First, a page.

Ultimately, Haeg is about engaging in dialog with each other.  Make a garden on your front lawn with a space to hang out in.  Everyone has their own little town green.   Ask yourself and your neighbors, how you want to live NOW!  Question your idea of beauty.  The Edible Estate gardens are not magazine gardens.  The idea is that anyone can make a garden.
Oddly enough, the current  economic downturn may be just the thing.  Maybe we are all going to slow down, plant some seeds and enjoy the fruit of our labors.  Or maybe, we are just going to start a conversation.  And that's ok with Fritz Haeg.

Mar 26, 2010

Art and the Gardener: Gordon Hayward

Art and The Gardener:  Fine Painting as Inspiration for Garden Design
An illustrated presentation and book signing with Gordon Hayward
March 25, 2010
Horticultural Society of New York

A tall man carrying two small "suitcases" walks into the Horticultural Society.  Each case contains a slide projector and carousel.  A young with dreadlocks is asked to assist the tall, lanky stranger.  The young man looks at the equipment and is totally perplexed.  He asks the man, "Can you help me, help you?"  To a certain generation, a slide projector is a foreign object.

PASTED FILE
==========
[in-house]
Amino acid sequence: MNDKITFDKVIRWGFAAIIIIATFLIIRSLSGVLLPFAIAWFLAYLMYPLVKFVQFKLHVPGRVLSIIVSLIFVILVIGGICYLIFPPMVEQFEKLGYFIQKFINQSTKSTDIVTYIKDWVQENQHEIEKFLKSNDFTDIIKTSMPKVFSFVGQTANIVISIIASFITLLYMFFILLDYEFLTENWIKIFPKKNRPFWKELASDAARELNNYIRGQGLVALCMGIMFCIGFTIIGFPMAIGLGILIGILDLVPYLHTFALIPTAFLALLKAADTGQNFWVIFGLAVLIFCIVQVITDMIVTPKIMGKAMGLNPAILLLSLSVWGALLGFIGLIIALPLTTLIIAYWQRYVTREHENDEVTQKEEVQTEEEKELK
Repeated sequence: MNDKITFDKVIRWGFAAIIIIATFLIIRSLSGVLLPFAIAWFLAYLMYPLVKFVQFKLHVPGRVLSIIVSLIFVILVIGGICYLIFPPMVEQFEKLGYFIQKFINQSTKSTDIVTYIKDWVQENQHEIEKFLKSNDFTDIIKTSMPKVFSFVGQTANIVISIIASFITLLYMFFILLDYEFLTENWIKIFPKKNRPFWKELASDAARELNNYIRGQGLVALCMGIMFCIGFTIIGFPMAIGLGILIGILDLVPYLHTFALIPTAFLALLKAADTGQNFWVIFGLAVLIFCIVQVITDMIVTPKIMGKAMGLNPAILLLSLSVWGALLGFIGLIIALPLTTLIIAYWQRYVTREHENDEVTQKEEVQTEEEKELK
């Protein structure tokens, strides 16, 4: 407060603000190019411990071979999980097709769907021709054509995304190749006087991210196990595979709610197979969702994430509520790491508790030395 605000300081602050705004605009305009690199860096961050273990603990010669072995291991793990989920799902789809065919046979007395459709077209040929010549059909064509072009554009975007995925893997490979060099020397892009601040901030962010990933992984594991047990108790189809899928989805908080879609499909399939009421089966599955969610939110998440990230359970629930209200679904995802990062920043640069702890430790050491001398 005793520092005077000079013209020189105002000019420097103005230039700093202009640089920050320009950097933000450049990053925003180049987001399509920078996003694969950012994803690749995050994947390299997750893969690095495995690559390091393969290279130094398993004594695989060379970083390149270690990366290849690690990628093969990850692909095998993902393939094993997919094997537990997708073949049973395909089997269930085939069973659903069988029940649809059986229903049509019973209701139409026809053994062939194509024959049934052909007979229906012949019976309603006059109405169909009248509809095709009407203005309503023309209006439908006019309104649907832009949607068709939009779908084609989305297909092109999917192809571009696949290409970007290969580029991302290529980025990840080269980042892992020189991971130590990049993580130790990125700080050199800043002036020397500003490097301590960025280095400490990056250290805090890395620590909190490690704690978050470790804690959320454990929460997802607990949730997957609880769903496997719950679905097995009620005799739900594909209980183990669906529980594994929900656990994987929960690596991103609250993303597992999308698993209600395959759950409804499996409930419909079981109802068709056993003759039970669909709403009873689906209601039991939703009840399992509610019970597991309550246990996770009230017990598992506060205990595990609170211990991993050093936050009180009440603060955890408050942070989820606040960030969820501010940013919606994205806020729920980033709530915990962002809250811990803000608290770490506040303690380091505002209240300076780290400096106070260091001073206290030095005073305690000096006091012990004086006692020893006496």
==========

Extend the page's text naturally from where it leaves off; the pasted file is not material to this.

So began the preparation for Gordon Hayward's slide lecture, Art and The Gardener, the title of his new book.  Author of ten books and endless articles in defunct and current gardening magazines, Gordon has developed a theory about the relationship between art and garden design. As he begins to speak,  I become immediately skeptical.  I have an pathological  distrust of people, who try to fit things, especially artistic endeavors, into neat little categories.  So I waited for Hayward's theory to unfold.